EDP Sciences
Free access
Issue A&A
Volume 404, Number 2, June III 2003
Page(s) 569 - 578
Section Formation, structure and evolution of stars
DOI http://dx.doi.org/10.1051/0004-6361:20030537



A&A 404, 569-578 (2003)
DOI: 10.1051/0004-6361:20030537

Mapping of large scale 158  [CII] line emission: Orion A

B. Mookerjea1, 2, 3, S. K. Ghosh1, H. Kaneda4, T. Nakagawa4, D. K. Ojha1, T. N. Rengarajan1, 5, H. Shibai6 and R. P. Verma1

1  Tata Institute of Fundamental Research, Homi Bhabha Road, Mumbai (Bombay) 400 005, India
2  Joint Astronomy Programme, Dept. of Physics, Indian Institute of Science, Bangalore 560 012, India
3  I. Physikalisches Institut, Universität zu Köln, Zülpicher Strasse 77, 50937 Köln, Germany
4  Institute of Space and Astronautical Science, Kanagawa 229, Japan
5  Instituto Nacional de Astrofisica, Optica y Electronica, Tonantzintla, Puebla 72840, Mexico
6  Dept. of Physics, Nagoya University, Nagoya 464, Japan

(Received 4 November 2002 / Accepted 6 April 2003)

Abstract
We present the first results of an observational programme undertaken to map the fine structure line emission of singly ionized carbon ([CII] 157.7409 ) over extended regions using a Fabry Perot spectrometer newly installed at the focal plane of a 100 cm balloon-borne far-infrared telescope. This new combination of instruments has a velocity resolution of ~200 km s -1 and an angular resolution of 1 $\farcm$ 5. During the first flight, an area of 30´ $\times 15$´ in Orion A was mapped. These observations extend over a larger area than previous observations, the map is fully sampled and the spectral scanning method used enables reliable estimation of the continuum emission at frequencies adjacent to the [CII] line. The total [CII] line luminosity, calculated by considering up to 20% of the maximum line intensity is 0.04% of the luminosity of the far-infrared continuum. We have compared the [CII] intensity distribution with the velocity-integrated intensity distributions of 13CO(1-0), CI(1-0) and CO(3-2) from the literature. Comparison of the [CII], [CI] and the radio continuum intensity distributions indicates that the largescale [CII] emission originates mainly from the neutral gas, except at the position of M 43, where no [CI] emission corresponding to the [CII] emission is seen. Substantial part of the [CII] emission from here originates from the ionized gas.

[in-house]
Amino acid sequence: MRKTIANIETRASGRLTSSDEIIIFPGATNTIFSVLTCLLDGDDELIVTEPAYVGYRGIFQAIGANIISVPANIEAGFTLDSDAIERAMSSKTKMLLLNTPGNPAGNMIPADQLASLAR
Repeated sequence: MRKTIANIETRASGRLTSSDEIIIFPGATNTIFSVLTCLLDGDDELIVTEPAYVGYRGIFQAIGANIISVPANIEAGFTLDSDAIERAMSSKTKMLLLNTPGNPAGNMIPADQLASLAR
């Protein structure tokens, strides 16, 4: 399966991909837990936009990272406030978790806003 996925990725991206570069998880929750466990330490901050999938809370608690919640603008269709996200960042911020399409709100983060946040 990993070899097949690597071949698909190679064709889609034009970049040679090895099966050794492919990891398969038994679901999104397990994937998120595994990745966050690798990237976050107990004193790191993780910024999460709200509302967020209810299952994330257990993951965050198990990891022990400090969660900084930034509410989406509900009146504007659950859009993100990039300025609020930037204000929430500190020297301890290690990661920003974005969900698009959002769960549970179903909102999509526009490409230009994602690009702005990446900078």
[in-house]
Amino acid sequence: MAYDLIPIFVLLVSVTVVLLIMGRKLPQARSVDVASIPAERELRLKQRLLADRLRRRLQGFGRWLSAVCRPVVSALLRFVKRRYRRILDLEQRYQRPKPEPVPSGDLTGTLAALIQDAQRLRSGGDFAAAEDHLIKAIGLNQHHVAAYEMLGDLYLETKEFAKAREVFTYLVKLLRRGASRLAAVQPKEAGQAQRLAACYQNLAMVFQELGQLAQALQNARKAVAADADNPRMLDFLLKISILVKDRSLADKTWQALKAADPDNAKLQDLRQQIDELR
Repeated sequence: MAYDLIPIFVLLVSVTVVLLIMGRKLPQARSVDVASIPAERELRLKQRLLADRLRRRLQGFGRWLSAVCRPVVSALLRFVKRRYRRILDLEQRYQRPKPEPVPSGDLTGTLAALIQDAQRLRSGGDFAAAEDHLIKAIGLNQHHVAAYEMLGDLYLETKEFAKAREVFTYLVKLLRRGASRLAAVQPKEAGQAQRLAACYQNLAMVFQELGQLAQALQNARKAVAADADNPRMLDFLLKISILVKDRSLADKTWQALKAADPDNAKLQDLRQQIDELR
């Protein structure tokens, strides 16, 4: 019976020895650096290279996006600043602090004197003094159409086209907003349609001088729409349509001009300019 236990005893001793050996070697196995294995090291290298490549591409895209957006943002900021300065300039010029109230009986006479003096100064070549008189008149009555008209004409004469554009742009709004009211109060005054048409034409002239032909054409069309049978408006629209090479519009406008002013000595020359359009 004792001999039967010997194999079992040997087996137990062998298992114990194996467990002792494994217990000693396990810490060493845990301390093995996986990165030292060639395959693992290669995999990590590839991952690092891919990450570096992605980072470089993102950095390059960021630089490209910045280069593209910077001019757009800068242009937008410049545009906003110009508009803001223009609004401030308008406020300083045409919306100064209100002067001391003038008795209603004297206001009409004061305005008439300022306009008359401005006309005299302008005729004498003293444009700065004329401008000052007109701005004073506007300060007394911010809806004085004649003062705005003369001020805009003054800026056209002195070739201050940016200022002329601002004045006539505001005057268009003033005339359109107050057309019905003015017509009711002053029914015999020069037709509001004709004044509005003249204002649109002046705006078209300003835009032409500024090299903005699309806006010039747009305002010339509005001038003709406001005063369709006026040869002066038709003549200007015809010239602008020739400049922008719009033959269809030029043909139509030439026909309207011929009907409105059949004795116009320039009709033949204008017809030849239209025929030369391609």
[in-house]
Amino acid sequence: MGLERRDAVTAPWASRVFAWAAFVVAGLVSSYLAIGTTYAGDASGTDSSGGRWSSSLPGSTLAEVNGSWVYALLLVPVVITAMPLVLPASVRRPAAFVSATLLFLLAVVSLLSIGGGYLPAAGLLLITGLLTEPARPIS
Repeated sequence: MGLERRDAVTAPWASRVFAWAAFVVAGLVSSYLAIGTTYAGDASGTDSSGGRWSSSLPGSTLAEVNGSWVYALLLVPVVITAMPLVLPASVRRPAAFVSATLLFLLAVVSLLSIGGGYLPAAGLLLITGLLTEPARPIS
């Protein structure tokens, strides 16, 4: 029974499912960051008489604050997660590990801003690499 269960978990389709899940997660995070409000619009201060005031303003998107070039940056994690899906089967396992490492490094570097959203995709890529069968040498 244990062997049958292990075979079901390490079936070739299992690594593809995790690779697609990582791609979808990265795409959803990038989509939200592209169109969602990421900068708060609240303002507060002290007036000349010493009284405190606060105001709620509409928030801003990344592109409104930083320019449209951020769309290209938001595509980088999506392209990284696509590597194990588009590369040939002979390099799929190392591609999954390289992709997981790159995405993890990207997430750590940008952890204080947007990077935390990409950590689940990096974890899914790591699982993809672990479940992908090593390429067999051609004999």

The observed line intensities and ratios have been analyzed using the PDR models by Kaufman et al. (1999) to derive the incident UV flux and volume density at a few selected positions. The models reproduce the observations reasonably well at most positions excepting the [CII] peak (which coincides with the position of $\theta^{1}$ Ori C). Possible reason for the failure could be the simplifying assumption of a homogeneous plane parallel slab in place of a more complicated geometry.


Key words: infrared: ISM -- ISM: lines and bands -- ISM: individual (Orion A)

Offprint request: B. Mookerjea, bhaswati@ph1.uni-koeln.de

SIMBAD Objects



© ESO 2003

What is OpenURL?

The OpenURL standard is a protocol for transmission of metadata describing the resource that you wish to access. An OpenURL link contains article metadata and directs it to the OpenURL server of your choice. The OpenURL server can provide access to the resource and also offer complementary services (specific search engine, export of references...). The OpenURL link can be generated by different means.
  • If your librarian has set up your subscription with an OpenURL resolver, OpenURL links appear automatically on the abstract pages.
  • You can define your own OpenURL resolver with your EDPS Account. In this case your choice will be given priority over that of your library.
  • You can use an add-on for your browser (Firefox or I.E.) to display OpenURL links on a page (see http://www.openly.com/openurlref/). You should disable this module if you wish to use the OpenURL server that you or your library have defined.

Editor-in-Chief: T. Forveille
Letters Editor-in-Chief: J. Alves
Managing Editor: C. Bertout

ISSN: 0004-6361 ; e-ISSN: 1432-0746
Frequency: 12 volumes per year
Published by: EDP Sciences

Mirror sites: CDS | EDP Sciences
  RSS feeds
© The European Southern Observatory (ESO)